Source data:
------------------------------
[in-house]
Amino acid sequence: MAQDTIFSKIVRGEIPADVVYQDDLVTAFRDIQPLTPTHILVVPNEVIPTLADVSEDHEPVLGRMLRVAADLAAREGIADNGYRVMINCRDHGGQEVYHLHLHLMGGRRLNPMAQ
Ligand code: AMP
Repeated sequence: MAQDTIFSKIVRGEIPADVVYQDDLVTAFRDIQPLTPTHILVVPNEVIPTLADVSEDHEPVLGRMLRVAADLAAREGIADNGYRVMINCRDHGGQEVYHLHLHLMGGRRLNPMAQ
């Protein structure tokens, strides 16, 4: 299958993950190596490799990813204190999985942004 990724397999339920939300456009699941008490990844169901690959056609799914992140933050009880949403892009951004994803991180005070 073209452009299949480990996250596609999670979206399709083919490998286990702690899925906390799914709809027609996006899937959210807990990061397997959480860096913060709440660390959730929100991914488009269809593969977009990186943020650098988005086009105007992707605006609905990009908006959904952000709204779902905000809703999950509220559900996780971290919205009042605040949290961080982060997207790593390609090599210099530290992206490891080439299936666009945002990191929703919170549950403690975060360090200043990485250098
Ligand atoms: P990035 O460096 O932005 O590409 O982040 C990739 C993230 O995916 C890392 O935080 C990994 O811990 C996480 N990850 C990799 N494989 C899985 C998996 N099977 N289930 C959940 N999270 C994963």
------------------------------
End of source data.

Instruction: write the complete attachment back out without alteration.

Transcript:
[in-house]
Amino acid sequence: MAQDTIFSKIVRGEIPADVVYQDDLVTAFRDIQPLTPTHILVVPNEVIPTLADVSEDHEPVLGRMLRVAADLAAREGIADNGYRVMINCRDHGGQEVYHLHLHLMGGRRLNPMAQ
Ligand code: AMP
Repeated sequence: MAQDTIFSKIVRGEIPADVVYQDDLVTAFRDIQPLTPTHILVVPNEVIPTLADVSEDHEPVLGRMLRVAADLAAREGIADNGYRVMINCRDHGGQEVYHLHLHLMGGRRLNPMAQ
């Protein structure tokens, strides 16, 4: 299958993950190596490799990813204190999985942004 990724397999339920939300456009699941008490990844169901690959056609799914992140933050009880949403892009951004994803991180005070 073209452009299949480990996250596609999670979206399709083919490998286990702690899925906390799914709809027609996006899937959210807990990061397997959480860096913060709440660390959730929100991914488009269809593969977009990186943020650098988005086009105007992707605006609905990009908006959904952000709204779902905000809703999950509220559900996780971290919205009042605040949290961080982060997207790593390609090599210099530290992206490891080439299936666009945002990191929703919170549950403690975060360090200043990485250098
Ligand atoms: P990035 O460096 O932005 O590409 O982040 C990739 C993230 O995916 C890392 O935080 C990994 O811990 C996480 N990850 C990799 N494989 C899985 C998996 N099977 N289930 C959940 N999270 C994963």